Image recognition using the Eigenpicture Technique (with specific applications in face recognition and optical character recognition)

Master Thesis


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University of Cape Town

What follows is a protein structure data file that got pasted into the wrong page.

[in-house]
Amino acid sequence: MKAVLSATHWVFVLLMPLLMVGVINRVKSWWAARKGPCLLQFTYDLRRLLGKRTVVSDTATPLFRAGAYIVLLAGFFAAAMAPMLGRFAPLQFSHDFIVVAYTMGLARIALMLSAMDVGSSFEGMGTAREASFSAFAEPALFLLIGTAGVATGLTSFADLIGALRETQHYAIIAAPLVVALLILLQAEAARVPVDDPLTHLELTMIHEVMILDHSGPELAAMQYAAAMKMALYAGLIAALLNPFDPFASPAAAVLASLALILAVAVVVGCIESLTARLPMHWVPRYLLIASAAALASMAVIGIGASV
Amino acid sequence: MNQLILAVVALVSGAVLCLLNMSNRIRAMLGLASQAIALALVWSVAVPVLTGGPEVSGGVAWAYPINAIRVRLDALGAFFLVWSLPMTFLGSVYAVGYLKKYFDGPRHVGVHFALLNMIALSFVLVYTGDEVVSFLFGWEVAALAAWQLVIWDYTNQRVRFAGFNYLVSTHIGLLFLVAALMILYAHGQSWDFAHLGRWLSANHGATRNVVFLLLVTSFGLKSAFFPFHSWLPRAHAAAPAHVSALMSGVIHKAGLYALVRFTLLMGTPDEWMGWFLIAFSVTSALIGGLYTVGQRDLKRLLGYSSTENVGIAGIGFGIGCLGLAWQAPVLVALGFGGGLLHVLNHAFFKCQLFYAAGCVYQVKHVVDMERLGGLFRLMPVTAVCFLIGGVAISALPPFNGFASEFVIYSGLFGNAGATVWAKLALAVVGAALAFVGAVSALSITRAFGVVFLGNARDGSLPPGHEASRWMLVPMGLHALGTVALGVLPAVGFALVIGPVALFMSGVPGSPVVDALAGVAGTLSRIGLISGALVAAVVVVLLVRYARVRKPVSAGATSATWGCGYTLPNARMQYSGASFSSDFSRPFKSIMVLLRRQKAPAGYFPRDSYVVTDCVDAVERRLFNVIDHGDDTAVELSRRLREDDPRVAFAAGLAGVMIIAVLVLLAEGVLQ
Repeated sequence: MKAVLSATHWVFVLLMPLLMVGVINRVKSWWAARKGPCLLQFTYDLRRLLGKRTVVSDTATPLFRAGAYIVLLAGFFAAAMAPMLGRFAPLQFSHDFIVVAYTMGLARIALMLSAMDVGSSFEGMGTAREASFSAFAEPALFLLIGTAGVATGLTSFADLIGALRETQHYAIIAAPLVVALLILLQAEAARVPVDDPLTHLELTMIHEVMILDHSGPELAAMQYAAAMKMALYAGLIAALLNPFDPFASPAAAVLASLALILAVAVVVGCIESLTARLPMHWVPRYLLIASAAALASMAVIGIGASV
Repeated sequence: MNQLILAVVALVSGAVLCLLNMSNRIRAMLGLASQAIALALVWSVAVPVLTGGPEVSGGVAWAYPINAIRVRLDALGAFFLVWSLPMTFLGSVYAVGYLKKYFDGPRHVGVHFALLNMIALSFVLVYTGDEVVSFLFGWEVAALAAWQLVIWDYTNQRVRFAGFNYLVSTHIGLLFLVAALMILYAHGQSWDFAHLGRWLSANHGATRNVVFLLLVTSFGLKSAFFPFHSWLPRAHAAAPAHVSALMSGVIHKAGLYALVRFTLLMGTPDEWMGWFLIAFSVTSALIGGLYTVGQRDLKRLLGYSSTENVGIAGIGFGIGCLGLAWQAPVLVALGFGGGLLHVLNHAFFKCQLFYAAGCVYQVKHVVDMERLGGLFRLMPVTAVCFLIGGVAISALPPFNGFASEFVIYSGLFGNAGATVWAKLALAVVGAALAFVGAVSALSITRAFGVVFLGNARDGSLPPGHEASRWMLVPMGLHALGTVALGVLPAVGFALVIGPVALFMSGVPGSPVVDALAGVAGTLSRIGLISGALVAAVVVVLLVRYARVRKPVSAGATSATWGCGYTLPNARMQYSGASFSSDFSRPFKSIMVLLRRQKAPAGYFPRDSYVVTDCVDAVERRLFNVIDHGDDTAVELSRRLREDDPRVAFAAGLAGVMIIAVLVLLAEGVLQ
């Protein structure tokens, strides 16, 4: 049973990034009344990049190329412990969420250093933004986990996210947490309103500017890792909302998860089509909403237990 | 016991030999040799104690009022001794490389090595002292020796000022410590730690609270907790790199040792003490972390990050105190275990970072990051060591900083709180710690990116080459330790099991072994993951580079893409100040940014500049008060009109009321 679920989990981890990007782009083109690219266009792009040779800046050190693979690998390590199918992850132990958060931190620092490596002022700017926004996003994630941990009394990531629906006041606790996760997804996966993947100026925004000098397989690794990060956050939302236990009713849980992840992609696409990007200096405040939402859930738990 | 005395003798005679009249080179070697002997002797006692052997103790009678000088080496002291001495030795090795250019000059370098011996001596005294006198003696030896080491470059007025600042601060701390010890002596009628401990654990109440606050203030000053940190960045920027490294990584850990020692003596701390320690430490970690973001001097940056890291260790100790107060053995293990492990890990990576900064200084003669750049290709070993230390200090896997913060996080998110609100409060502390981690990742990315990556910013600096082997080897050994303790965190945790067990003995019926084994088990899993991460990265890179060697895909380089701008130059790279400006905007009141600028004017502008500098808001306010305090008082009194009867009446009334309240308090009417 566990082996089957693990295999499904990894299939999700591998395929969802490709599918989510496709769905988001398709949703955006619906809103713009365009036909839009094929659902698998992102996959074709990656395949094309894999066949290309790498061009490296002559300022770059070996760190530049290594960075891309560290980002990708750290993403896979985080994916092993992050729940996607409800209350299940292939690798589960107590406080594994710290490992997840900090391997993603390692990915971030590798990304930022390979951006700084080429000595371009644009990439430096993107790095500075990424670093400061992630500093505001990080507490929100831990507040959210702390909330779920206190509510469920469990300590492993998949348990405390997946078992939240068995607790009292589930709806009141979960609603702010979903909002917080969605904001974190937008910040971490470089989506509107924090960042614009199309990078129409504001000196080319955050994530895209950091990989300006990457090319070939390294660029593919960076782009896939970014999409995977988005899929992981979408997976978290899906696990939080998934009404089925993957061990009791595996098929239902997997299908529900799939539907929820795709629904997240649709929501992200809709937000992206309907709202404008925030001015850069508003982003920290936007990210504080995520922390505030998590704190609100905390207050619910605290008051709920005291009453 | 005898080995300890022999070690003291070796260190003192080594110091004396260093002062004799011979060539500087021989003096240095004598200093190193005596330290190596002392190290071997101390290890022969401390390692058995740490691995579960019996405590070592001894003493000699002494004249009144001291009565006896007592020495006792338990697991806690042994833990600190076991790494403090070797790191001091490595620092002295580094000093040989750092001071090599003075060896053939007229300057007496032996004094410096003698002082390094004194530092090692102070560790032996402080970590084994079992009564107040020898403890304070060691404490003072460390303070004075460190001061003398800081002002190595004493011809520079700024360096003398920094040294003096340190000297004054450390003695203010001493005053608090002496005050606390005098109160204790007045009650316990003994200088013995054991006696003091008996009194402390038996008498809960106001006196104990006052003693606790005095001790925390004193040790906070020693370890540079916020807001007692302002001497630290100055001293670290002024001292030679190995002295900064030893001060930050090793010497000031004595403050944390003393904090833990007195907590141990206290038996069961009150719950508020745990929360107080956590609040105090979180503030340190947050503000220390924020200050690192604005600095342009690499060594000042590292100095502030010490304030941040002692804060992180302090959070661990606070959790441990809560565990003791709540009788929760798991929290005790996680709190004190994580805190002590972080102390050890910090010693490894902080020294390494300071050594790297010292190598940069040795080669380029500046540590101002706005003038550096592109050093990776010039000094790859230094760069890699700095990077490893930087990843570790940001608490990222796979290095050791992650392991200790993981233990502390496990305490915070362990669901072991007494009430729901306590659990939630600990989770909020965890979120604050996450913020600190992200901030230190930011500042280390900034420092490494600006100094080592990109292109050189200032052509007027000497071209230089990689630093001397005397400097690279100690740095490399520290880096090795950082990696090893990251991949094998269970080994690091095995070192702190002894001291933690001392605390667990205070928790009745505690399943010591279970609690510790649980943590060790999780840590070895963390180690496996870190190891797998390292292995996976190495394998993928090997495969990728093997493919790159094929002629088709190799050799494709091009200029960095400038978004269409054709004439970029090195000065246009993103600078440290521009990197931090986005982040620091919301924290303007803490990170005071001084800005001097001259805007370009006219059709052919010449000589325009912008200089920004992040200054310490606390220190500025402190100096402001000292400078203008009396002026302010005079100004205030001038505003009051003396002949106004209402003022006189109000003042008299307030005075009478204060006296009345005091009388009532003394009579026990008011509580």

In the first part of this dissertation, we present a detailed description of the eigenface technique first proposed by Sirovich and Kirby and subsequently developed by several groups, most notably the Media Lab at MIT. Other significant contributions have been made by Rockefeller University, whose ideas have culminated in a commercial system known as Faceit. For a different techniques (i.e. not eigenfaces) and a detailed comparison of some other techniques, the reader is referred to [5]. Although we followed ideas in the open literature (we believe there that there is a large body of advanced proprietary knowledge, which remains inaccessible), the implementation is our own. In addition, we believe that the method for updating the eigenfaces to deal with badly represented images presented in section 2. 7 is our own. The next stage in this section would be to develop an experimental system that can be extensively tested. At this point however, another, nonscientific difficulty arises, that of developing an adequately large data base. The basic problem is that one needs a training set representative of all faces to be encountered in future. Note that this does not mean that one can only deal with faces in the database, the whole idea is to be able to work with any facial image. However, a data base is only representative if it contains images similar to anything that can be encountered in future. For this reason a representative database may be very large and is not easy to build. In addition for testing purposes one needs multiple images of a large number of people, acquired over a period of time under different physical conditions representing the typical variations encountered in practice. Obviously this is a very slow process. Potentially the variation between the faces in the database can be large suggesting that the representation of all these different images in terms of eigenfaces may not be particularly efficient. One idea is to separate all the facial images into different, more or less homogeneous classes. Again this can only be done with access to a sufficiently large database, probably consisting of several thousand faces.

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